Gov. Jay Inslee signed an executive order requiring 24 executive branch agencies to buy electric vehicles.
Gov. Jay Inslee signed an executive order requiring 24 executive branch agencies to buy electric vehicles. JOHN MOORE / GETTY IMAGES

Remains returned after man's body dissected in public: KING 5 first reported on an autopsy being performed before a live, paying audience in Portland. The event sold tickets for up to $500, and a similar event scheduled in Seattle was canceled. The man's family said they never gave permission for such a show. Now the remains of David Saunders have been returned to his family in Louisiana.

We’re going to need a bigger boat, Seattle Rep presents Bruce.
A world premiere musical that you can really sink your teeth into Get your tickets HERE!

Tacoma Housing Authority opens waiting list for the first time since 2019: Hundreds of smaller households are already on the waitlist. Now, the THA is opening a waitlist for households of nine or 10 people in anticipation of openings at larger units over the next two years, The News Tribune reports. THA will use a lottery to select about 50 households for the waitlist.

Mountain got some snow:

It's going to get blustery out there: Last night wind knocked down trees all over the Puget Sound region, and there's a wind advisory until 4 pm in the area today, KIRO 7 reports. Expect 20 to 30 mph winds with 40 to 45 mph gusts.

Inslee wants state vehicles to move to an all-electric fleet: Gov. Jay Inslee signed an executive order requiring 24 executive branch agencies to buy electric vehicles. The fleet must be 100% electric by 2035. Inslee's office says they will "work with" the Legislature to find funding, the Associated Press reports

Teen killed in Federal Way: A Shoreline teen was found shot to death in a Federal Way park Wednesday, about four hours after "police responded near the area following reports of gunfire but didn’t find evidence of a shooting," the Seattle Times reports. The boy's school principal identified him as 13-year-old Avril Brown Jr., an eighth grader.

A Gonzaga law professor named Natasha Hill will challenge GOP Rep. Cathy McMorris Rodgers over in Washington's 5th Congressional District. In 2018, former state Senator Lisa Brown, who now runs the state's Department of Commerce, lost to CMR 55 to 45.

My first and last take on Brandi Kruse's Patreon: Anyone who claims to operate outside ideology does not understand ideology and/or is one commercial break away from selling you a timeshare; hall monitoring the "fringes" only means defending the status quo in a country that already dangles off the rightmost "fringe" of developed nations when it comes to health care, guns, income inequality, incarceration, energy, foreign policy, and increasingly, democratic rule; and if she lectured politicians about the consequences of maintaining a militarized police force with the same frequency and intensity she employs when she lectures them about the consequences of mandating vaccines, then her government accountability concern trolling might at least align with her brand, but she doesn't and so it doesn't.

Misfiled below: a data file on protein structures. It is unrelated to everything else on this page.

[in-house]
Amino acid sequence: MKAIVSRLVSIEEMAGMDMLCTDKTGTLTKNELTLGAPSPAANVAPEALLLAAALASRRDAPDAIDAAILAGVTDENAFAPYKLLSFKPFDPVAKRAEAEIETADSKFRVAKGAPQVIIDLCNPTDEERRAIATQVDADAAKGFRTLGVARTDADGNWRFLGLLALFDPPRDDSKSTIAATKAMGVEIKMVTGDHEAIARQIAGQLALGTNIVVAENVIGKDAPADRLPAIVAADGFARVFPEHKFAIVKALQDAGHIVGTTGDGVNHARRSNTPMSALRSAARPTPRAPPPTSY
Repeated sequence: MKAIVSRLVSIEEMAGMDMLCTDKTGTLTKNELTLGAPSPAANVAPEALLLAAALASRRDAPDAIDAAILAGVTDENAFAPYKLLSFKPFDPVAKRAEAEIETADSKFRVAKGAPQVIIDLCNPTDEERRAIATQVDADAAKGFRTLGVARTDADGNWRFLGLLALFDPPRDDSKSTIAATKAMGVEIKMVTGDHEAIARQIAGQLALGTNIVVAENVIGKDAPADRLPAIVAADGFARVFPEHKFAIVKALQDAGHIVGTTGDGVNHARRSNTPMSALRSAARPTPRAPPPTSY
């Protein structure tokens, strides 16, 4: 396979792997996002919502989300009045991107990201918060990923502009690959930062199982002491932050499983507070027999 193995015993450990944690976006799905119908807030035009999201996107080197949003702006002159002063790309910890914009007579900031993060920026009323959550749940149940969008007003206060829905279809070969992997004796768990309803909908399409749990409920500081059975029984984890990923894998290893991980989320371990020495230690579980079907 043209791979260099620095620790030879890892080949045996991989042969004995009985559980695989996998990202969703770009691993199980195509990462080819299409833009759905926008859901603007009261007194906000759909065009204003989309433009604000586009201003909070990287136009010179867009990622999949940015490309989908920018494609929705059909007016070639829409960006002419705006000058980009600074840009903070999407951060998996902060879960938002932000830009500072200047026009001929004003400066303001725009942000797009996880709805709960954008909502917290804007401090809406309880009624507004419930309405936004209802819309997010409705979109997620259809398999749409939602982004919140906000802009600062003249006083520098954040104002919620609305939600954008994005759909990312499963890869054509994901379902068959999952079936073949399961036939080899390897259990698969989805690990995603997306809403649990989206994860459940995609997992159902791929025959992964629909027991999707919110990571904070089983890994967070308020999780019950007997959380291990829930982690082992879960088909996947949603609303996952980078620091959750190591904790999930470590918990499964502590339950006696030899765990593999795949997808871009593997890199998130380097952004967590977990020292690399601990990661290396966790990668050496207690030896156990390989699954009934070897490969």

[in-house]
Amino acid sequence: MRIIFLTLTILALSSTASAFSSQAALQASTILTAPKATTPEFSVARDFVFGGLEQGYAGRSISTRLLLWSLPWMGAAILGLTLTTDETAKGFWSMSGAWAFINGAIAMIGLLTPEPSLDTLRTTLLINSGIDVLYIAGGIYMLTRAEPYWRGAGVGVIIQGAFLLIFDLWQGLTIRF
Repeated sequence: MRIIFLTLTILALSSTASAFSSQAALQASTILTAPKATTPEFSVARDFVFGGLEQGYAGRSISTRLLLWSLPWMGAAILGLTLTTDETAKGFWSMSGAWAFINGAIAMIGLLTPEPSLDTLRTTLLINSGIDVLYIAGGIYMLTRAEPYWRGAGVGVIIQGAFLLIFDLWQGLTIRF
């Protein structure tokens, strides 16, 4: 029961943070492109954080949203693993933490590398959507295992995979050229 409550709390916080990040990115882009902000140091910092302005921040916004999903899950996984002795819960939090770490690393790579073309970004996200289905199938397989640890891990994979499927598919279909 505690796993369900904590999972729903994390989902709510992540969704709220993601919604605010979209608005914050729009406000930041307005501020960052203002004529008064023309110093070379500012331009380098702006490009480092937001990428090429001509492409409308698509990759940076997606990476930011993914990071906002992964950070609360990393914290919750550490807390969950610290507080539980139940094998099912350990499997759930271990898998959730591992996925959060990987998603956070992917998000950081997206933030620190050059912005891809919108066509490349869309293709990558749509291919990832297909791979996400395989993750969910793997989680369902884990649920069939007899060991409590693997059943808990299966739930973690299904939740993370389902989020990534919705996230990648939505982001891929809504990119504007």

Apropos of nothing: The COVID-19 death rate in Trump counties was "more than three times higher than the rate in heavily Biden counties," and "the gap in COVID's death toll between red and blue America has grown faster over the past month than at any previous point," the New York Times reports.

The FDA will probably authorize boosters for all adults soon: Sources tell the Washington Post that this week Pfizer will likely ask the FDA to authorize boosters for everyone over 18 years old. Those sources expect the FDA to approve, which will mean you can stop lying to pharmacists about your tireless high risk work in COVID wards.

I understand that some self-exiled columnists are spinning a summer lecture series as a "university" that offers no degree. If I wanted to pay money to listen to writers poorly cite classic texts to justify their priors, I'd simply join a poetry workshop.

People are having fun with parody accounts:

ICYMI: The Washington Post took a look at the emissions numbers the world's countries sent to the U.N. and found "a giant gap between what nations declare their emissions to be versus the greenhouse gases they are sending into the atmosphere." At the high end, we're clogging the air with 23% more carbon than we're admitting to, which is "big enough to move the needle on how much the Earth will warm." Our big lie? We say forests suck more carbon out of the air than they actually do.

The Middle East and North Africa will start hitting 140° F in 80 years: The region will suffer "chronic water shortages, the inability to grow food because of extreme weather and resulting drought, and a surge in heat-related deaths and health problems" if we do nothing to lower emissions, according to Al Jazeera's analysis of a new study published in Nature.

SCOTUS likely to avoid decision granting Muslims basic rights: Imams at Orange County mosques claimed the FBI violated federal law when its agents surveilled worshipers without a warrant shortly after the attacks on 9/11. A 9th Circuit judge agreed with the plaintiffs, but it sounds like Trump's Supreme Court justices will decide that the Muslim preachers can't sue because part of the government's defense would involve secret evidence that they couldn't reveal to a judge, reports Politico. Not being able to sue the government when they illegally spy on you because the government says it would need to use secret evidence to defend itself seems like a totally cool precedent to set.

The poet James Schuyler was born on this day in 1923: My favorite of his poems is "The Bluet:"